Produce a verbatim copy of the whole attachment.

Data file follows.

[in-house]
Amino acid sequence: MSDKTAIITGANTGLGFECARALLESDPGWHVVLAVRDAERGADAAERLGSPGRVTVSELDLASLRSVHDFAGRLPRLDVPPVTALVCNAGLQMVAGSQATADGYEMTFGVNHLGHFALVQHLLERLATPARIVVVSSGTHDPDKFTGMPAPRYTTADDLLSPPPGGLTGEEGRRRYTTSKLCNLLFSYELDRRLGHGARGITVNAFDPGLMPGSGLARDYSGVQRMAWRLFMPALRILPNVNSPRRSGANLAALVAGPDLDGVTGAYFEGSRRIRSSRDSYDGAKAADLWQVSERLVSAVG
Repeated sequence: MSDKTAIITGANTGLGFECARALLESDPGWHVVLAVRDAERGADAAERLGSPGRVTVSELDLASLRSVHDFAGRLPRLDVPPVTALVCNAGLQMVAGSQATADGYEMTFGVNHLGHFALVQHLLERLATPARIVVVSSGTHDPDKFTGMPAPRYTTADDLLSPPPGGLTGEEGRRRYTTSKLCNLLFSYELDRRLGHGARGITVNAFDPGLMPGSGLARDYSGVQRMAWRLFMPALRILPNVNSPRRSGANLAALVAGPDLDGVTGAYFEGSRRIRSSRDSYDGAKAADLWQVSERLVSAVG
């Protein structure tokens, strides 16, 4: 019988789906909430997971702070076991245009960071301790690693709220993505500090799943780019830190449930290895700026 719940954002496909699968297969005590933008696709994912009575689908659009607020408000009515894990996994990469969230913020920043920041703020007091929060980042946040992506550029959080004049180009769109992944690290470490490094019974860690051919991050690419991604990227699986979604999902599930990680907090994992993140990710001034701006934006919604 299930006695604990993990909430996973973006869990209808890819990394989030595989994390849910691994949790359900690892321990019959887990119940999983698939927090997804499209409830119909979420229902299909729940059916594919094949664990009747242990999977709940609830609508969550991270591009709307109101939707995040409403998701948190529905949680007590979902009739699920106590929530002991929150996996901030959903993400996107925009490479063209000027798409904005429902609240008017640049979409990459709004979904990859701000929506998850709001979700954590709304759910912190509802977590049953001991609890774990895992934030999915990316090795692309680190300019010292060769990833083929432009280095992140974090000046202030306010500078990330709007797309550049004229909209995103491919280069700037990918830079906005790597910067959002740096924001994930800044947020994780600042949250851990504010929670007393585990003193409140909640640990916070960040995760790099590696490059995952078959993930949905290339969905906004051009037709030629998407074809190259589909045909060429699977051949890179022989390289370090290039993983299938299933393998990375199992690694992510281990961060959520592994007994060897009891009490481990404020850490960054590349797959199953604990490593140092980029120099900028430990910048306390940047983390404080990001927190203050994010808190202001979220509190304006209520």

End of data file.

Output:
[in-house]
Amino acid sequence: MSDKTAIITGANTGLGFECARALLESDPGWHVVLAVRDAERGADAAERLGSPGRVTVSELDLASLRSVHDFAGRLPRLDVPPVTALVCNAGLQMVAGSQATADGYEMTFGVNHLGHFALVQHLLERLATPARIVVVSSGTHDPDKFTGMPAPRYTTADDLLSPPPGGLTGEEGRRRYTTSKLCNLLFSYELDRRLGHGARGITVNAFDPGLMPGSGLARDYSGVQRMAWRLFMPALRILPNVNSPRRSGANLAALVAGPDLDGVTGAYFEGSRRIRSSRDSYDGAKAADLWQVSERLVSAVG
Repeated sequence: MSDKTAIITGANTGLGFECARALLESDPGWHVVLAVRDAERGADAAERLGSPGRVTVSELDLASLRSVHDFAGRLPRLDVPPVTALVCNAGLQMVAGSQATADGYEMTFGVNHLGHFALVQHLLERLATPARIVVVSSGTHDPDKFTGMPAPRYTTADDLLSPPPGGLTGEEGRRRYTTSKLCNLLFSYELDRRLGHGARGITVNAFDPGLMPGSGLARDYSGVQRMAWRLFMPALRILPNVNSPRRSGANLAALVAGPDLDGVTGAYFEGSRRIRSSRDSYDGAKAADLWQVSERLVSAVG
């Protein structure tokens, strides 16, 4: 019988789906909430997971702070076991245009960071301790690693709220993505500090799943780019830190449930290895700026 719940954002496909699968297969005590933008696709994912009575689908659009607020408000009515894990996994990469969230913020920043920041703020007091929060980042946040992506550029959080004049180009769109992944690290470490490094019974860690051919991050690419991604990227699986979604999902599930990680907090994992993140990710001034701006934006919604 299930006695604990993990909430996973973006869990209808890819990394989030595989994390849910691994949790359900690892321990019959887990119940999983698939927090997804499209409830119909979420229902299909729940059916594919094949664990009747242990999977709940609830609508969550991270591009709307109101939707995040409403998701948190529905949680007590979902009739699920106590929530002991929150996996901030959903993400996107925009490479063209000027798409904005429902609240008017640049979409990459709004979904990859701000929506998850709001979700954590709304759910912190509802977590049953001991609890774990895992934030999915990316090795692309680190300019010292060769990833083929432009280095992140974090000046202030306010500078990330709007797309550049004229909209995103491919280069700037990918830079906005790597910067959002740096924001994930800044947020994780600042949250851990504010929670007393585990003193409140909640640990916070960040995760790099590696490059995952078959993930949905290339969905906004051009037709030629998407074809190259589909045909060429699977051949890179022989390289370090290039993983299938299933393998990375199992690694992510281990961060959520592994007994060897009891009490481990404020850490960054590349797959199953604990490593140092980029120099900028430990910048306390940047983390404080990001927190203050994010808190202001979220509190304006209520």